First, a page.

Red Cedar school closing still up for debate

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The school building stands barren on 1190 Narcissus Drive.

By Irum Ibrahim
Entirely East Lansing

Red Cedar Elementary, closed in June, is still an issue at East Lansing School Board meetings. The school and its more than 300 students were up for discussions on Sept. 22 and 23.

The school was known for several reasons, such as having children from 45 countries and accommodating low-income or disabled students. However, several parents of former Red Cedar students found flaws in the school’s system.

Samina Naboulsi, mother of a Red Cedar student, said that she and her daughter enjoyed the global community of the school. “My daughter loved and thrived in an environment that celebrated a multitude of ethnicities and cultures.”

“In contrast, we wished there were more teachers of color who understood how to teach cross-culturally. Most American schools teach international children or children of immigrant families how to assimilate instead of incorporating their rich cultural values into the educational environment. Sadly, this process of assimilation continues through college and into the workplace. Claiming diversity does not equate assimilation of an ethnocentric paradigm,” Naboulsi added.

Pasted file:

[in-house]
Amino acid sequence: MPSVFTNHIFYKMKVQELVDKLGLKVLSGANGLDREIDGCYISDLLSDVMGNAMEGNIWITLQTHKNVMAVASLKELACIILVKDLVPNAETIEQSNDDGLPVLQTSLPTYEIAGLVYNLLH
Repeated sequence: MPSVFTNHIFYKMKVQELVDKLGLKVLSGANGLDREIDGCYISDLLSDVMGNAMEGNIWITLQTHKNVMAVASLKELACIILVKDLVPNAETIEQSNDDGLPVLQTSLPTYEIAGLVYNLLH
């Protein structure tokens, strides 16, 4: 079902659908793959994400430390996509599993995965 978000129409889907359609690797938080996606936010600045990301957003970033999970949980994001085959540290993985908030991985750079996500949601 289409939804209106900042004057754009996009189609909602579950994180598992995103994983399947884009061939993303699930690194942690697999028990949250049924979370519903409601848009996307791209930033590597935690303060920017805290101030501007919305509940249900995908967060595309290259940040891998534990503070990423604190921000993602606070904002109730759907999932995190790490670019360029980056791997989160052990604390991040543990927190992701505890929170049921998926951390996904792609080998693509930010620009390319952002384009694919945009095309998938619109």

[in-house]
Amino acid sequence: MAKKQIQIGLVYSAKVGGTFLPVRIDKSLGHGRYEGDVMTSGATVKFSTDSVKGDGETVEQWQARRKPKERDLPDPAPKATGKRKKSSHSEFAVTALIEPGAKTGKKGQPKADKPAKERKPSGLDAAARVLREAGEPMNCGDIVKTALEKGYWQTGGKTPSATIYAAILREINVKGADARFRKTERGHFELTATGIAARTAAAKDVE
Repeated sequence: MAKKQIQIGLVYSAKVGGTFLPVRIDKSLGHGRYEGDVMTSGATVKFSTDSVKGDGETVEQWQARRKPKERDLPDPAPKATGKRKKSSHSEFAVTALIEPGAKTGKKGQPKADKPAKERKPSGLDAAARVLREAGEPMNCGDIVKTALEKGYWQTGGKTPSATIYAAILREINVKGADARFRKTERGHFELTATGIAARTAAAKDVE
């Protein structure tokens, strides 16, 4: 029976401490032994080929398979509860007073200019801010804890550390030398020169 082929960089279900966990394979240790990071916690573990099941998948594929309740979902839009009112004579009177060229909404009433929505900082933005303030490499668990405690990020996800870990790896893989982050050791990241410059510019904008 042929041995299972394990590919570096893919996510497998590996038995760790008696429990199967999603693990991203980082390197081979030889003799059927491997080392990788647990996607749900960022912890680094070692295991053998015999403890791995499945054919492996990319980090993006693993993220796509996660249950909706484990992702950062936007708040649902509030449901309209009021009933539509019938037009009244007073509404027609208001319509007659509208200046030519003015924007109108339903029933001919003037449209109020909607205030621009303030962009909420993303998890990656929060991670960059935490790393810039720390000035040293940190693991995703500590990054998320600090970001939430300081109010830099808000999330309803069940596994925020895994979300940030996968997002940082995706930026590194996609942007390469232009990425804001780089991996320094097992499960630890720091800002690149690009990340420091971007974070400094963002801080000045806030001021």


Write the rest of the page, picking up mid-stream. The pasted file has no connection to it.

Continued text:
At the bi-monthly meeting, East Lansing Public Schools Superintendent Dr. Robyne Thompson, addressed the date and time of an important meeting regarding the future of East Lansing Schools. The meeting was held at the Spartan Village Community Center at 7 p.m. on Sept. 23, to hear community concerns with how the closing was handled.

“The meeting is especially directed toward the residents of Spartan Village,” Dr. Robyne Thompson said.

With the closing of Red Cedar, more than 300 students were dispersed to schools farther from their home, of which more than half were Spartan Village residents. As a result, low-income and international parents faced economic burdens in the process of taking their children to school.

In January 2014, a group of MSU students began their 5-month journey to demonstrate advocacy journalism, by creating miniseries documentaries on the closing of Red Cedar. The students made several visits to the school to attend events and talk to students, staff and parents. They found that certain events such as the Festival of Cultures, Mileage Club, and the Jump Rope Show illuminated the spirit of Red Cedar. However, Natacha Larnaud, a documentary contributor, said that the she learned more about the school by speaking to parents than she did by attending school events. “Their perspective and insight seemed to be the most honest of all sources, ” Larnaud said.

There is now talk about the possibility of another school opening at the location. Meetings will continue to be held to further explore prospective options.

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